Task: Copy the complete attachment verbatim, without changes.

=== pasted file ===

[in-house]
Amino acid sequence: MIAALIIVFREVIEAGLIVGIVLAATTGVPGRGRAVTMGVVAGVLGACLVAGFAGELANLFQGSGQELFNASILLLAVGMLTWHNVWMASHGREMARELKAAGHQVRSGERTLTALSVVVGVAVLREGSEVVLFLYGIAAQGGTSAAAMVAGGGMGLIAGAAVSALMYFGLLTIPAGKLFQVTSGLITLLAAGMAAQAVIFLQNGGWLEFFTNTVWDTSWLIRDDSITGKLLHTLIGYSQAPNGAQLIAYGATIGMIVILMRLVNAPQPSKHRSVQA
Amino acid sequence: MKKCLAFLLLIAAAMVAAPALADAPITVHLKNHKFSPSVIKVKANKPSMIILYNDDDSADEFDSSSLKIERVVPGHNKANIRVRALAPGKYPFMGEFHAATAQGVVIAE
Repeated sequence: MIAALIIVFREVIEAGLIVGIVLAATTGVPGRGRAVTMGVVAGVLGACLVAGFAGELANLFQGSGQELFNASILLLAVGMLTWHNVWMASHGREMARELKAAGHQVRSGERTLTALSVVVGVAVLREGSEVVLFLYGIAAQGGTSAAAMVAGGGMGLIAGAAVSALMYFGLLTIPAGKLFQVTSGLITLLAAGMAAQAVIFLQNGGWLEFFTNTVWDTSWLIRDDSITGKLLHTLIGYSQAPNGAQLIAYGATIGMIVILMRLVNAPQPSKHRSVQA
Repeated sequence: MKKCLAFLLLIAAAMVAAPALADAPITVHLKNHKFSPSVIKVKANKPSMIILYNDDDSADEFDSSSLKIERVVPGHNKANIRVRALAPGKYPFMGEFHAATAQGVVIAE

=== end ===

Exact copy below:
[in-house]
Amino acid sequence: MIAALIIVFREVIEAGLIVGIVLAATTGVPGRGRAVTMGVVAGVLGACLVAGFAGELANLFQGSGQELFNASILLLAVGMLTWHNVWMASHGREMARELKAAGHQVRSGERTLTALSVVVGVAVLREGSEVVLFLYGIAAQGGTSAAAMVAGGGMGLIAGAAVSALMYFGLLTIPAGKLFQVTSGLITLLAAGMAAQAVIFLQNGGWLEFFTNTVWDTSWLIRDDSITGKLLHTLIGYSQAPNGAQLIAYGATIGMIVILMRLVNAPQPSKHRSVQA
Amino acid sequence: MKKCLAFLLLIAAAMVAAPALADAPITVHLKNHKFSPSVIKVKANKPSMIILYNDDDSADEFDSSSLKIERVVPGHNKANIRVRALAPGKYPFMGEFHAATAQGVVIAE
Repeated sequence: MIAALIIVFREVIEAGLIVGIVLAATTGVPGRGRAVTMGVVAGVLGACLVAGFAGELANLFQGSGQELFNASILLLAVGMLTWHNVWMASHGREMARELKAAGHQVRSGERTLTALSVVVGVAVLREGSEVVLFLYGIAAQGGTSAAAMVAGGGMGLIAGAAVSALMYFGLLTIPAGKLFQVTSGLITLLAAGMAAQAVIFLQNGGWLEFFTNTVWDTSWLIRDDSITGKLLHTLIGYSQAPNGAQLIAYGATIGMIVILMRLVNAPQPSKHRSVQA
Repeated sequence: MKKCLAFLLLIAAAMVAAPALADAPITVHLKNHKFSPSVIKVKANKPSMIILYNDDDSADEFDSSSLKIERVVPGHNKANIRVRALAPGKYPFMGEFHAATAQGVVIAE